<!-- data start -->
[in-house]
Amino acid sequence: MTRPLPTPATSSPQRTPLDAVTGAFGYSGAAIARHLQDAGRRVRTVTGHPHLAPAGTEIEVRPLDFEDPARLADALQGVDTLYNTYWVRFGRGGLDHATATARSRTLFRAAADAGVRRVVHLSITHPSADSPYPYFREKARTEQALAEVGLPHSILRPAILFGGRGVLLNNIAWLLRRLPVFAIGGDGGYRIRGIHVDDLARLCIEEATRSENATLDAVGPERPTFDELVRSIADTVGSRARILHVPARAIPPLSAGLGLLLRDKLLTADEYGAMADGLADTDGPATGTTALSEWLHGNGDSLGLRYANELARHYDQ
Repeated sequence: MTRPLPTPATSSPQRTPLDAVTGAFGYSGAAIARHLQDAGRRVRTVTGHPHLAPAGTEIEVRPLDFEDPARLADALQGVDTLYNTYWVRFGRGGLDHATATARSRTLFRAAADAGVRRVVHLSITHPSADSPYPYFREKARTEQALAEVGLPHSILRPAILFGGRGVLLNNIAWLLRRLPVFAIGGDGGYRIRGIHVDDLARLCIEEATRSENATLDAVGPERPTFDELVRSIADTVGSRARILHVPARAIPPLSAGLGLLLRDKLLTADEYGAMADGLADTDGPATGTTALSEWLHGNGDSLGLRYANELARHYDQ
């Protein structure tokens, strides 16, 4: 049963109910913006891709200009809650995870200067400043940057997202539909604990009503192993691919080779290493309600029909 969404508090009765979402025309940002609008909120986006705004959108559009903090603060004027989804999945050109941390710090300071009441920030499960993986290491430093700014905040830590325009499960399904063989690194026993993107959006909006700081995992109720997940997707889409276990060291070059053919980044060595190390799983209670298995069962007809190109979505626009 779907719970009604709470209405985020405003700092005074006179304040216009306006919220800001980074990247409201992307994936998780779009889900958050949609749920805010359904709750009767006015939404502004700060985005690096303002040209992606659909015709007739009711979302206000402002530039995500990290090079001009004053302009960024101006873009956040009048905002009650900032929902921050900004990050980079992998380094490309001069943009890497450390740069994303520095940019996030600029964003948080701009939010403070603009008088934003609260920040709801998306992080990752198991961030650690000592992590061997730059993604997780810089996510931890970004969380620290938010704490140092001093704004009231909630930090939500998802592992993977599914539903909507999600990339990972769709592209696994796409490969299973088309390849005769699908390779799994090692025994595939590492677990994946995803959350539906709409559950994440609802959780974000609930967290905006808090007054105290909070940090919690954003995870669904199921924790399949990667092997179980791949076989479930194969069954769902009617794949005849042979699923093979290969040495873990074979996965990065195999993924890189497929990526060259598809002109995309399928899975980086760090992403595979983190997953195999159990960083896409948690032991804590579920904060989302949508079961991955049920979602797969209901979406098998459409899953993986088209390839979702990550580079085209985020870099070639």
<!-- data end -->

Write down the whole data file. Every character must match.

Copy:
[in-house]
Amino acid sequence: MTRPLPTPATSSPQRTPLDAVTGAFGYSGAAIARHLQDAGRRVRTVTGHPHLAPAGTEIEVRPLDFEDPARLADALQGVDTLYNTYWVRFGRGGLDHATATARSRTLFRAAADAGVRRVVHLSITHPSADSPYPYFREKARTEQALAEVGLPHSILRPAILFGGRGVLLNNIAWLLRRLPVFAIGGDGGYRIRGIHVDDLARLCIEEATRSENATLDAVGPERPTFDELVRSIADTVGSRARILHVPARAIPPLSAGLGLLLRDKLLTADEYGAMADGLADTDGPATGTTALSEWLHGNGDSLGLRYANELARHYDQ
Repeated sequence: MTRPLPTPATSSPQRTPLDAVTGAFGYSGAAIARHLQDAGRRVRTVTGHPHLAPAGTEIEVRPLDFEDPARLADALQGVDTLYNTYWVRFGRGGLDHATATARSRTLFRAAADAGVRRVVHLSITHPSADSPYPYFREKARTEQALAEVGLPHSILRPAILFGGRGVLLNNIAWLLRRLPVFAIGGDGGYRIRGIHVDDLARLCIEEATRSENATLDAVGPERPTFDELVRSIADTVGSRARILHVPARAIPPLSAGLGLLLRDKLLTADEYGAMADGLADTDGPATGTTALSEWLHGNGDSLGLRYANELARHYDQ
């Protein structure tokens, strides 16, 4: 049963109910913006891709200009809650995870200067400043940057997202539909604990009503192993691919080779290493309600029909 969404508090009765979402025309940002609008909120986006705004959108559009903090603060004027989804999945050109941390710090300071009441920030499960993986290491430093700014905040830590325009499960399904063989690194026993993107959006909006700081995992109720997940997707889409276990060291070059053919980044060595190390799983209670298995069962007809190109979505626009 779907719970009604709470209405985020405003700092005074006179304040216009306006919220800001980074990247409201992307994936998780779009889900958050949609749920805010359904709750009767006015939404502004700060985005690096303002040209992606659909015709007739009711979302206000402002530039995500990290090079001009004053302009960024101006873009956040009048905002009650900032929902921050900004990050980079992998380094490309001069943009890497450390740069994303520095940019996030600029964003948080701009939010403070603009008088934003609260920040709801998306992080990752198991961030650690000592992590061997730059993604997780810089996510931890970004969380620290938010704490140092001093704004009231909630930090939500998802592992993977599914539903909507999600990339990972769709592209696994796409490969299973088309390849005769699908390779799994090692025994595939590492677990994946995803959350539906709409559950994440609802959780974000609930967290905006808090007054105290909070940090919690954003995870669904199921924790399949990667092997179980791949076989479930194969069954769902009617794949005849042979699923093979290969040495873990074979996965990065195999993924890189497929990526060259598809002109995309399928899975980086760090992403595979983190997953195999159990960083896409948690032991804590579920904060989302949508079961991955049920979602797969209901979406098998459409899953993986088209390839979702990550580079085209985020870099070639």